Dover, Delaware, a way of life preserved


By Victor Block


In a museum as eclectic as it is entertaining, my wife Fyllis and I gaze at an exhibit that rekindles memories of our youthful jitterbugging days. Later, we chat with a young man steering a plow pulled by six sturdy horses.

Welcome to Kent County, a surprisingly inviting destination where touches of history, which greet visitors around every corner, combine with vestiges of contemporary life in the slow lane.

The historic center of Dover, Delaware’s capital, retains the charm it did when laid out by William Penn in 1683.

The Dover Green is where a Continental Regiment was mustered during the Revolution, and where, in 1787, Delaware’s delegates gathered at the Golden Fleece Tavern to ratify the Constitution, making it “the first state.”

The Old State House, completed in 1791, served as Delaware’s Capitol for more than 140 Years, until the Legislative Hall replaced it in 1933. A five-minute audio-visual presentation followed by a guided tour brings to life the people who once deliberated within the walls of the graceful Georgian-style structure.

Located around the corner from the imposing Old State House is the tiny John Bell House, which dates from the mid-1700s. It was owned by three generations of a family that operated a series of taverns around The Green.

The little wooden structure now serves as an interpretive center and the starting point for tours. Our costumed “historical interpreter” shared information that ranged from facts and figures to interesting tidbits about life as it was when members of the Bell family lived there.

After taking in our fill of early Americana, Fyllis and I set our sights on the long list of other attractions in and around Dover. A short stroll led us to the Johnson Victrola Museum, which we found to be as fascinating in its own way as our truncated history lesson.

Delaware native Eldridge Johnson founded the Victor Talking Machine Company in 1901. The museum, which honors him, houses collections of more than 100,000 old records, antique phonographs and memorabilia that trace the history of recorded sound. Especially amusing is an assortment of early hand-cranked “talking machines” with oversized listening horns.

An introduction to a more contemporary chapter of history is available at farmer’s markets that take place in and around Dover. Our stroll through Spence’s Bazaar combined the usual appeals of a sprawling open-air shopping experience and a first encounter with representatives of the Amish community that has found a home in the area.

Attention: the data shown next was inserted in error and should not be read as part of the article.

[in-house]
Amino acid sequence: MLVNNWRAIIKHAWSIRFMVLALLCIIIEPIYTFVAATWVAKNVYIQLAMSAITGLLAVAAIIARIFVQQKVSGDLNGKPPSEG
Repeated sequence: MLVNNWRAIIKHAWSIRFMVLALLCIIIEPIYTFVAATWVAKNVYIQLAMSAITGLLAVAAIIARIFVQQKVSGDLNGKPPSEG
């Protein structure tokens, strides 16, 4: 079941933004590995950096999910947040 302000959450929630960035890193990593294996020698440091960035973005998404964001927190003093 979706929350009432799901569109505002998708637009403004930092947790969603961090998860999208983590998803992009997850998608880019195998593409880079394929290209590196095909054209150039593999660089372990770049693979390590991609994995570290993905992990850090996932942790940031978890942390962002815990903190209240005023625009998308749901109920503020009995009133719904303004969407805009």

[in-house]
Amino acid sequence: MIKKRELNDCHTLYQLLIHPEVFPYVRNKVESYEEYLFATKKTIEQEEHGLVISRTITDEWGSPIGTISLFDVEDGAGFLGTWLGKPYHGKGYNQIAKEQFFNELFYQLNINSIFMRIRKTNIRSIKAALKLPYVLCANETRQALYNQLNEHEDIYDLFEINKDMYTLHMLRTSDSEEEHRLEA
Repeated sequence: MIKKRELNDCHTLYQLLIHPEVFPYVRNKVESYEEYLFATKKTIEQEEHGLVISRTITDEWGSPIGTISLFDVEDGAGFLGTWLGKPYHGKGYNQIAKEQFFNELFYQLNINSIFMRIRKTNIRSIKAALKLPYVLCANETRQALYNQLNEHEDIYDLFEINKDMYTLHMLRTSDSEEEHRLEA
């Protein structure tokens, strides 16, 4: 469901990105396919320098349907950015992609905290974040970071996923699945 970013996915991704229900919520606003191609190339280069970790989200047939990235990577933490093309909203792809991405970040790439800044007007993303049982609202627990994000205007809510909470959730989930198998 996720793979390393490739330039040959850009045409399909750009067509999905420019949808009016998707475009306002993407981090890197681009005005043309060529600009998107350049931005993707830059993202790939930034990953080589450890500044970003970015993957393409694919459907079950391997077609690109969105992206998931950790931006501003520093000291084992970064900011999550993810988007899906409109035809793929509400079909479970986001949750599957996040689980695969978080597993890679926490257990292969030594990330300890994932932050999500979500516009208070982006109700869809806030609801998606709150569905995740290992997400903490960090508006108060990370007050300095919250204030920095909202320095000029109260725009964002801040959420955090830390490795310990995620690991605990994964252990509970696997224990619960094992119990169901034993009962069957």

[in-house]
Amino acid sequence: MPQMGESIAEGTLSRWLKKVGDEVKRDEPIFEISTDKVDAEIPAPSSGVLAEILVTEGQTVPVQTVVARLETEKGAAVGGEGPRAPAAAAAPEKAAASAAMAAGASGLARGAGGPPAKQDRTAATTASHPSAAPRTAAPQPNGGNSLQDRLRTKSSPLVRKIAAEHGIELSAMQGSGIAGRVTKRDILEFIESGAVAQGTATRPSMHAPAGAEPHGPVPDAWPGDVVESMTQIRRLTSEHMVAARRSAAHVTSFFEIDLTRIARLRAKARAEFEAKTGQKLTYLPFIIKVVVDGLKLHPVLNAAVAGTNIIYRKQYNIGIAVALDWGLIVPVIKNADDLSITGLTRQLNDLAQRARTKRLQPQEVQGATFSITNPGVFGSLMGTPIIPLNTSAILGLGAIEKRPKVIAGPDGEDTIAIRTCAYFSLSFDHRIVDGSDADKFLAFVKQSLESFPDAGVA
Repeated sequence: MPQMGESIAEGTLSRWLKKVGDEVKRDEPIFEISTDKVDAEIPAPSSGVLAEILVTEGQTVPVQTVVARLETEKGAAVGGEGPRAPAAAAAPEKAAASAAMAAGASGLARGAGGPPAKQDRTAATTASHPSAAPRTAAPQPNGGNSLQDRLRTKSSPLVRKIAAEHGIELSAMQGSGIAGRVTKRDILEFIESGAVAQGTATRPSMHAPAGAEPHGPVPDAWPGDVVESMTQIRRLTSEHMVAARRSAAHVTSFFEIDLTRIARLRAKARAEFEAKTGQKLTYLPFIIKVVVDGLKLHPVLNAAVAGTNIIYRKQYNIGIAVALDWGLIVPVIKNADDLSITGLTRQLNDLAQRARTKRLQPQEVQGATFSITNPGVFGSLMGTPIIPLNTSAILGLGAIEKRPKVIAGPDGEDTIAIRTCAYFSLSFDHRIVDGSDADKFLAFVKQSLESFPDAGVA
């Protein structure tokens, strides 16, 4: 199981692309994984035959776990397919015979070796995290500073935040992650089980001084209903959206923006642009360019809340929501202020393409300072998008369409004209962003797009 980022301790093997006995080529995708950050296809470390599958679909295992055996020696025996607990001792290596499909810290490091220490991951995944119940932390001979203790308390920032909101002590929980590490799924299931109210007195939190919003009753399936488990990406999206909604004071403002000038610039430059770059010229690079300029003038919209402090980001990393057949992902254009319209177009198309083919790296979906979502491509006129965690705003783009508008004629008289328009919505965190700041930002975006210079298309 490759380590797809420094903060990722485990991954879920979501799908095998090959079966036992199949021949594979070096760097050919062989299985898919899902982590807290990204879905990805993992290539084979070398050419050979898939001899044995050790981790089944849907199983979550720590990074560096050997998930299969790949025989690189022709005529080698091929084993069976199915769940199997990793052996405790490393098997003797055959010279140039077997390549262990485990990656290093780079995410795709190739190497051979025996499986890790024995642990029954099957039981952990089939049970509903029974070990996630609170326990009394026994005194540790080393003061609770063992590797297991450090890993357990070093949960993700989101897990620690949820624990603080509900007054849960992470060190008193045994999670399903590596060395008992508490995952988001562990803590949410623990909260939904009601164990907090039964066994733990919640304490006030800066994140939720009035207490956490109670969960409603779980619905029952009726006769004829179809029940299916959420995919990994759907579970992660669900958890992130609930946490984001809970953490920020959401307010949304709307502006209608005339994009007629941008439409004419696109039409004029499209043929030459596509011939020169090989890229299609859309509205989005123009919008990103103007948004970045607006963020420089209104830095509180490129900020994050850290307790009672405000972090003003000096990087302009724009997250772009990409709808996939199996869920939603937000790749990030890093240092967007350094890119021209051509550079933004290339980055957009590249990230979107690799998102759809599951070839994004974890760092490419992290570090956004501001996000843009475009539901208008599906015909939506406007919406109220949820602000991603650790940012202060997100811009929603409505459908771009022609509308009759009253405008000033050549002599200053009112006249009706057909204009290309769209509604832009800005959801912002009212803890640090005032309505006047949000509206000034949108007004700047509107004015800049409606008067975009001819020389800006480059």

Dressed in their distinctive “plain people” attire, the Amish offer for sale a variety of fresh-baked breads and pies, homemade fudge and other hard-to-resist, diet-busting foods. Non-edible items included a jukebox, priced at $2,200, which contained records with songs like At the Hop and See You Later Alligator, which prompted memories of our long-past teenage years.

Equally enjoyable were encounters with the Amish lifestyle during a drive in the countryside. We passed tiny shops and tidy farms that line narrow, winding roads. A young man guiding a six-horse team pulling a plow paused to chat with us.

The main feature at Shady Lane Selection is a large collection of quilts, one of which Salina Yoder was working on when we arrived. She was using a foot-pedal-powered sewing machine, in keeping with the Amish practice of eschewing electricity.

Even this long list of attractions and activities doesn’t exhaust the possibilities. The somewhat oddly named Air Mobility Command Museum, which is housed in a World War II hanger, is home to more than two-dozen aircraft. They include an open-cockpit biplane and a retired jumbo jet whose passengers included U.S. presidents and vice presidents and the Queen of England.

The Bombay Hook National Wildlife Refuge encompasses 16,000 acres of habitat for waterfowl, songbirds, shorebirds and other wildlife. Close-up animal encounters are available for those who set out on gentle walking trails or who prefer drive-by sightings from their car.

The section of the Coastal Heritage Scenic Byway that runs through Kent County meanders through marshlands that skirt Delaware Bay and leads to small fishing villages A personal favorite was Leipsic, a tiny hamlet where working boats used for fishing, crabbing and oystering often are tied up at the dock. Fyllis and I received a lesson in crabbing from two watermen as they unloaded bushel baskets of creepy, crawly crustaceans they had just retrieved from the traps they tend.

For more information about Dover and Kent County, call 800-233-5368 or log onto